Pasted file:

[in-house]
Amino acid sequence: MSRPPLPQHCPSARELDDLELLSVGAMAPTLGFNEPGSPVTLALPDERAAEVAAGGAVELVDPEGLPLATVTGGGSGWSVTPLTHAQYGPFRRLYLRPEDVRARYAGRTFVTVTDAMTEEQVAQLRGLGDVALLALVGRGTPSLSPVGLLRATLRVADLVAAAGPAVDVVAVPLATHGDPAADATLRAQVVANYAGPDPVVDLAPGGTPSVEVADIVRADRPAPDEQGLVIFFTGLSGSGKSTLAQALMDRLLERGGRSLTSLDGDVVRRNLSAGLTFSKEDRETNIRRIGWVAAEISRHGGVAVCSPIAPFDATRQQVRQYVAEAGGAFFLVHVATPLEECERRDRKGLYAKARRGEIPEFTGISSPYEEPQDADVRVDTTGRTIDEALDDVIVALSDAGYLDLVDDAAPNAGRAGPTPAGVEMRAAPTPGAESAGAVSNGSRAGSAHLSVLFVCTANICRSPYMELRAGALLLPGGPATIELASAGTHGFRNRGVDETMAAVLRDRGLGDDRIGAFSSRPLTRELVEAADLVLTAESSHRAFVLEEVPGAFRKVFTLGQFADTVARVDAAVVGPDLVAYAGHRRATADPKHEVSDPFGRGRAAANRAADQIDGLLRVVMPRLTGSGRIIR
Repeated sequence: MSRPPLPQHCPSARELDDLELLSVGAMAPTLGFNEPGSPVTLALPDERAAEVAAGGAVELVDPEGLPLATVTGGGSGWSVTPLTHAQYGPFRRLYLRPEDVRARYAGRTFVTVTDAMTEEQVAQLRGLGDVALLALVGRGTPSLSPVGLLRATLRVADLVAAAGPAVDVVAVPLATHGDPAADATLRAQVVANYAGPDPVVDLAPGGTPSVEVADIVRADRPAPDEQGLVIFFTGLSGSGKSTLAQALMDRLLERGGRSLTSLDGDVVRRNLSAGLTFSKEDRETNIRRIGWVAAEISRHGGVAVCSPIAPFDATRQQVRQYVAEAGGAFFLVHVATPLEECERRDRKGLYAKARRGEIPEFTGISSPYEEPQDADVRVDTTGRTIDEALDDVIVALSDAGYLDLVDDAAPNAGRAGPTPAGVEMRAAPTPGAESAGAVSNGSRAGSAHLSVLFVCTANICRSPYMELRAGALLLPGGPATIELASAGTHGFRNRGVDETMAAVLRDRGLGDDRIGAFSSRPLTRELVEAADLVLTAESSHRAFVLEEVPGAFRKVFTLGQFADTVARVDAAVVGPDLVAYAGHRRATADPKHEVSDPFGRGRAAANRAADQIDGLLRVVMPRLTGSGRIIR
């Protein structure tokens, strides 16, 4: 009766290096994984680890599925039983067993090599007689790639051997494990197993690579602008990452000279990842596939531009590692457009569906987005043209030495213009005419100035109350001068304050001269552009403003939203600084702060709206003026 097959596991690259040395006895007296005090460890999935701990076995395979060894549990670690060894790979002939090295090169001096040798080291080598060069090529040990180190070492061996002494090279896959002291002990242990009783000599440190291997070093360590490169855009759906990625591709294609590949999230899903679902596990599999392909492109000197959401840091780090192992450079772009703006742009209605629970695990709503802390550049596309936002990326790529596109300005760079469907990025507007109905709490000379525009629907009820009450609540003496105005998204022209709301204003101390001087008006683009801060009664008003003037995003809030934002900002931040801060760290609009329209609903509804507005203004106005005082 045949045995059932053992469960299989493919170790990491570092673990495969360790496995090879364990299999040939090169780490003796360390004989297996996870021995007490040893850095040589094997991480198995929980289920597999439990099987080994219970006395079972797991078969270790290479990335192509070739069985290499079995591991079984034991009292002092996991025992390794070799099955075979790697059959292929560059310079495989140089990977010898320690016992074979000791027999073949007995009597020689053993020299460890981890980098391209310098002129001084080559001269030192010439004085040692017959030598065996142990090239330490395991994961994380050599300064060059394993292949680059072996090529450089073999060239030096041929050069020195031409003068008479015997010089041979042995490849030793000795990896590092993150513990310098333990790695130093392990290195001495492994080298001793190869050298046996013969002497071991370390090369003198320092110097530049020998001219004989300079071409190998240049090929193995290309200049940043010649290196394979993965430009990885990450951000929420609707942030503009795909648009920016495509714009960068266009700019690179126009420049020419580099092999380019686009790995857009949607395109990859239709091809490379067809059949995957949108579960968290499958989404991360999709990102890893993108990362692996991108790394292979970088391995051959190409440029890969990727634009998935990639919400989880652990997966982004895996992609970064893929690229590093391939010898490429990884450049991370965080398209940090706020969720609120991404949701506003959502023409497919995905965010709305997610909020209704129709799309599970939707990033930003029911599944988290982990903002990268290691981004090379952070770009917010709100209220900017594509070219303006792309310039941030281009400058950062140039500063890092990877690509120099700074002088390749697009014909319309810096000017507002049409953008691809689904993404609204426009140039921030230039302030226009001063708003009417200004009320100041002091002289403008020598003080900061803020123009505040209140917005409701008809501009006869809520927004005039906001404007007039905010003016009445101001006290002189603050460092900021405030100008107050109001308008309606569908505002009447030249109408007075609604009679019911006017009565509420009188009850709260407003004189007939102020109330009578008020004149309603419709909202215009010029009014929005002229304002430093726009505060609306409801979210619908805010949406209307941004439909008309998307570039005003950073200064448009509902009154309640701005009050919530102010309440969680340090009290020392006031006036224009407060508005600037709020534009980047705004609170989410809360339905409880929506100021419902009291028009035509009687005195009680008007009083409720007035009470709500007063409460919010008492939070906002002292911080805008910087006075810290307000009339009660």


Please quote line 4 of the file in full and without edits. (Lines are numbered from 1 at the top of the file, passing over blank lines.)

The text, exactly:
């Protein structure tokens, strides 16, 4: 009766290096994984680890599925039983067993090599007689790639051997494990197993690579602008990452000279990842596939531009590692457009569906987005043209030495213009005419100035109350001068304050001269552009403003939203600084702060709206003026 097959596991690259040395006895007296005090460890999935701990076995395979060894549990670690060894790979002939090295090169001096040798080291080598060069090529040990180190070492061996002494090279896959002291002990242990009783000599440190291997070093360590490169855009759906990625591709294609590949999230899903679902596990599999392909492109000197959401840091780090192992450079772009703006742009209605629970695990709503802390550049596309936002990326790529596109300005760079469907990025507007109905709490000379525009629907009820009450609540003496105005998204022209709301204003101390001087008006683009801060009664008003003037995003809030934002900002931040801060760290609009329209609903509804507005203004106005005082 045949045995059932053992469960299989493919170790990491570092673990495969360790496995090879364990299999040939090169780490003796360390004989297996996870021995007490040893850095040589094997991480198995929980289920597999439990099987080994219970006395079972797991078969270790290479990335192509070739069985290499079995591991079984034991009292002092996991025992390794070799099955075979790697059959292929560059310079495989140089990977010898320690016992074979000791027999073949007995009597020689053993020299460890981890980098391209310098002129001084080559001269030192010439004085040692017959030598065996142990090239330490395991994961994380050599300064060059394993292949680059072996090529450089073999060239030096041929050069020195031409003068008479015997010089041979042995490849030793000795990896590092993150513990310098333990790695130093392990290195001495492994080298001793190869050298046996013969002497071991370390090369003198320092110097530049020998001219004989300079071409190998240049090929193995290309200049940043010649290196394979993965430009990885990450951000929420609707942030503009795909648009920016495509714009960068266009700019690179126009420049020419580099092999380019686009790995857009949607395109990859239709091809490379067809059949995957949108579960968290499958989404991360999709990102890893993108990362692996991108790394292979970088391995051959190409440029890969990727634009998935990639919400989880652990997966982004895996992609970064893929690229590093391939010898490429990884450049991370965080398209940090706020969720609120991404949701506003959502023409497919995905965010709305997610909020209704129709799309599970939707990033930003029911599944988290982990903002990268290691981004090379952070770009917010709100209220900017594509070219303006792309310039941030281009400058950062140039500063890092990877690509120099700074002088390749697009014909319309810096000017507002049409953008691809689904993404609204426009140039921030230039302030226009001063708003009417200004009320100041002091002289403008020598003080900061803020123009505040209140917005409701008809501009006869809520927004005039906001404007007039905010003016009445101001006290002189603050460092900021405030100008107050109001308008309606569908505002009447030249109408007075609604009679019911006017009565509420009188009850709260407003004189007939102020109330009578008020004149309603419709909202215009010029009014929005002229304002430093726009505060609306409801979210619908805010949406209307941004439909008309998307570039005003950073200064448009509902009154309640701005009050919530102010309440969680340090009290020392006031006036224009407060508005600037709020534009980047705004609170989410809360339905409880929506100021419902009291028009035509009687005195009680008007009083409720007035009470709500007063409460919010008492939070906002002292911080805008910087006075810290307000009339009660």